Arcus were appointed by a Tony Gee and Partners to undertake a Flood Risk Assessment review to determine the potential risk of flooding at 15 substations operated by a major utility company, across Scotland.
The substations were located in:
Scotland saw widespread flooding in the winter months of 2015 and 2016 from Storm Desmond and Storm Eva. This prompted the utilities operator to review of flood resilience for each substation and for Arcus to establish the steps required to alleviate existing and future flood risk.
Arcus worked alongside Tony Gee and Partners to establish flood resilience measures required for substations deemed to be at risk of inundation from flood waters.
In order to investigate the potential flood risk, the impact of flooding and protection of the 15 substations, Arcus undertook the following:
- Desk studies:
- Obtained previous flood records for fluvial, pluvial, coastal and sewers
- Reviewed SEPA flood map
- Reviewed Biennial Reports, Strategic Flood Risk Assessments and Flood Models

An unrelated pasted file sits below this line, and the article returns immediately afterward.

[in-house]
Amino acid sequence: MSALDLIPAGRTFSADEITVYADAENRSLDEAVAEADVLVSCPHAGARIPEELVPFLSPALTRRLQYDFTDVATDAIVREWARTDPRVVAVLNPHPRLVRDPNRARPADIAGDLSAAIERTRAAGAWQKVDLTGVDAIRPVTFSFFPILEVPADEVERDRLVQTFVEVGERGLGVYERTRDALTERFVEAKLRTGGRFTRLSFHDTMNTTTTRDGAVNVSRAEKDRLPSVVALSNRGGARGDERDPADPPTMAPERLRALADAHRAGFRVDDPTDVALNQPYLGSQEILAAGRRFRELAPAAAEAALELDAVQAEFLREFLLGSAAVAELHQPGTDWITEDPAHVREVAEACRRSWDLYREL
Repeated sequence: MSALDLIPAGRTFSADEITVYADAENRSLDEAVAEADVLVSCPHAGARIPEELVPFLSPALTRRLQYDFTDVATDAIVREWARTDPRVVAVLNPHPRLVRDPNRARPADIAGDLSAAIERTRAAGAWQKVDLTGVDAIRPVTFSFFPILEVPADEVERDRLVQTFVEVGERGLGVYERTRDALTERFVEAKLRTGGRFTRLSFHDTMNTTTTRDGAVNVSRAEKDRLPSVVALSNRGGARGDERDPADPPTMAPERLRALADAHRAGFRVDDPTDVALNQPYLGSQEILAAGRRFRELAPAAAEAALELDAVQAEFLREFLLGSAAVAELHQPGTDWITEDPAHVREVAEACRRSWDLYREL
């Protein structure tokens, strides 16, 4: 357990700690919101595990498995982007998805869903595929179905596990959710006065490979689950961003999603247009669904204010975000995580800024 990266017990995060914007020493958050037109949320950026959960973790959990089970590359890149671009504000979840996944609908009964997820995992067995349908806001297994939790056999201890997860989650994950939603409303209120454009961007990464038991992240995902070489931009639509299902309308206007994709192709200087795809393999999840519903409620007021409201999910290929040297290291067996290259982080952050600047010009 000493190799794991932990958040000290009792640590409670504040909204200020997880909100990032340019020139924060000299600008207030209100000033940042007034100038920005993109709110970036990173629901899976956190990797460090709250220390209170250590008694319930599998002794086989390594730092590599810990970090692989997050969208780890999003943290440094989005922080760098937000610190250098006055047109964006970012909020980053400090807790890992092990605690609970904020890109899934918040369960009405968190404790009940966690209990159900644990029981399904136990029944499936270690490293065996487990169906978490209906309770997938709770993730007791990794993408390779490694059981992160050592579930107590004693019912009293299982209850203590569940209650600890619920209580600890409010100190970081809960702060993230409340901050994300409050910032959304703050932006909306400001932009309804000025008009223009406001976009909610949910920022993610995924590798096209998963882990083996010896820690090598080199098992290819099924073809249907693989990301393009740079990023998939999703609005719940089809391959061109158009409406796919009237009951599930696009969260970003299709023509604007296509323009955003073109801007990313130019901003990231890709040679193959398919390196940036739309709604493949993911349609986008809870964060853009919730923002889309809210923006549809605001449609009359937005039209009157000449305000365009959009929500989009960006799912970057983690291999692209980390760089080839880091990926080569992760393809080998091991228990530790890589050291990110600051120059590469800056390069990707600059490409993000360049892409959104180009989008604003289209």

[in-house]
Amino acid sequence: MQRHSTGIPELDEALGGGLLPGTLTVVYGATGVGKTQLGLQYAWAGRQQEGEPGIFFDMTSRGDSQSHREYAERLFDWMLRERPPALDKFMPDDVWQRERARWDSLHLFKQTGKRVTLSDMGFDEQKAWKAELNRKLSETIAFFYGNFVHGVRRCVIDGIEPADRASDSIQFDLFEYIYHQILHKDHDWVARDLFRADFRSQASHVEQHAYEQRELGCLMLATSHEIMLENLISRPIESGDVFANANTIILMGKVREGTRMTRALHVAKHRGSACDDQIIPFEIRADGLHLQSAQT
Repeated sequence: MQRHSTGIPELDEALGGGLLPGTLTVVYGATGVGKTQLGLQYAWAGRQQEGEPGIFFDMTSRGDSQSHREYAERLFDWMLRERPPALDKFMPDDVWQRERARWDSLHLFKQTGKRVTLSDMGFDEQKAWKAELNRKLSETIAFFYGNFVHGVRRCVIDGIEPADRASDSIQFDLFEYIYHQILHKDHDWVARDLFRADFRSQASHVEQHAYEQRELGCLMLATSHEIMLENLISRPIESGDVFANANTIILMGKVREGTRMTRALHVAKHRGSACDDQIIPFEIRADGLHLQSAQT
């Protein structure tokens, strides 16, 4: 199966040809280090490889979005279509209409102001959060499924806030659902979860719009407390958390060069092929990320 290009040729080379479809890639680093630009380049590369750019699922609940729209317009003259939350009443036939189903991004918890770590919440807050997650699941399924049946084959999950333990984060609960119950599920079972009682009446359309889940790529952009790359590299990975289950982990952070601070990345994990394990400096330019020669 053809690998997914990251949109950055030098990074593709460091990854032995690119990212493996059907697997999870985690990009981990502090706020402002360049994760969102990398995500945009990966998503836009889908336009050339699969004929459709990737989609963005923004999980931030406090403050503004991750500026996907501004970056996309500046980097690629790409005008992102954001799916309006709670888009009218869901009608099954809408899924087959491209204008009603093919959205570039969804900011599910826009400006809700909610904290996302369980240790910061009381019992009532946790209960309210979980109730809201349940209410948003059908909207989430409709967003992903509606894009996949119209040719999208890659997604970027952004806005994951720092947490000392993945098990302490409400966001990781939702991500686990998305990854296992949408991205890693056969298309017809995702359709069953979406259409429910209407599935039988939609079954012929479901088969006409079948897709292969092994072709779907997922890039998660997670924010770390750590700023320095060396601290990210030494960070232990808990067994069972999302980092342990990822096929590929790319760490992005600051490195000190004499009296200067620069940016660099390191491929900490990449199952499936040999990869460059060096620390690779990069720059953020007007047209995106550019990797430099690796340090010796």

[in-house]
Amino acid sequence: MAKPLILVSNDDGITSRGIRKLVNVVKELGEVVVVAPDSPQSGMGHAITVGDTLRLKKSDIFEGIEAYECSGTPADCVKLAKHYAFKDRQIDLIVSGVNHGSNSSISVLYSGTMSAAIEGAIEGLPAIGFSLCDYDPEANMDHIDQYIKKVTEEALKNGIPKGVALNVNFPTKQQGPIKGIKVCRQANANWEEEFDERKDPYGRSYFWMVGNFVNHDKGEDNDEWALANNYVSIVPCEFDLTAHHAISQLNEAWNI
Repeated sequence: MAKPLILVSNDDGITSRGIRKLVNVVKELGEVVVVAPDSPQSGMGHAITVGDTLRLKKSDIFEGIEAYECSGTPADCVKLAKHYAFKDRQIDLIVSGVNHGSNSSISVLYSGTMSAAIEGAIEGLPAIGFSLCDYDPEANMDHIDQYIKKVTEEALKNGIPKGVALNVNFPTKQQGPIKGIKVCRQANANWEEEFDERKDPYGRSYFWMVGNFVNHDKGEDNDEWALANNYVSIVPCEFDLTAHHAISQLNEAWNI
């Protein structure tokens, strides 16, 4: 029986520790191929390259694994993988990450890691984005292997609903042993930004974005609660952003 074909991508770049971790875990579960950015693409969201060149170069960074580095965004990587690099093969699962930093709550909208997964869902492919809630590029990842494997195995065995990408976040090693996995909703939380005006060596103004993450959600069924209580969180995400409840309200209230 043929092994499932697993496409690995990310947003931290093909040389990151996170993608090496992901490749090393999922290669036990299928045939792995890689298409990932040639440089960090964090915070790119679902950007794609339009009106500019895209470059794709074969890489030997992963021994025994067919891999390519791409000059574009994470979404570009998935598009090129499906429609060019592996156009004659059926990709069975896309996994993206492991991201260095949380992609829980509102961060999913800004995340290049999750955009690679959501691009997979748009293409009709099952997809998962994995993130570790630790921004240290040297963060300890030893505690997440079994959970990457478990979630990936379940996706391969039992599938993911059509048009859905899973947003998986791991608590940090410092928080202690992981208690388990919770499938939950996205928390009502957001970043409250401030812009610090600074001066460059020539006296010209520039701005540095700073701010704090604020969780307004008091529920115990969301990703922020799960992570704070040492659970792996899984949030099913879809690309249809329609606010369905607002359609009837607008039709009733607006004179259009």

- Reviewed available topographical information to ascertain the most likely source of flooding
- Consultation with Scottish Water, SEPA and local Councils
- Site visits to verify the Desk Study and appraise
- Hydraulic Modelling using Flood Modeller:
- Surface water flooding using data from the Flood Estimation Handbook (FEH) 2013 and
- River flood levels derived from 1D – 2D linked flood models
- Hydraulic Modelling using Micro Drainage – IH124 method
- Validation of modelled flood levels obtained from Strategic Flood Risk Assessments
- Production of Flood Risk Assessment for each site
In accordance with the Energy Networks Association Technical Report ETR 138 and SEPA’s ‘Technical Flood Risk Guidance For Stakeholders’, freeboard allowances were applied to modelled flood levels to provide a robust estimate of flood depths at each substation and to account for climate change.
As a result, the most appropriate flood protection was identified for each site, which ranged from the installation of temporary flood barriers and bunding, to drainage improvements and the installation of flood water pumps.
The study, managed by the Hydrology team in the Glasgow and York offices, concluded that the majority of the substations required some form of mitigation.
Please contact our Flood Risk Team on email@example.com or 01904 715470 for more information on our Flood Risk services.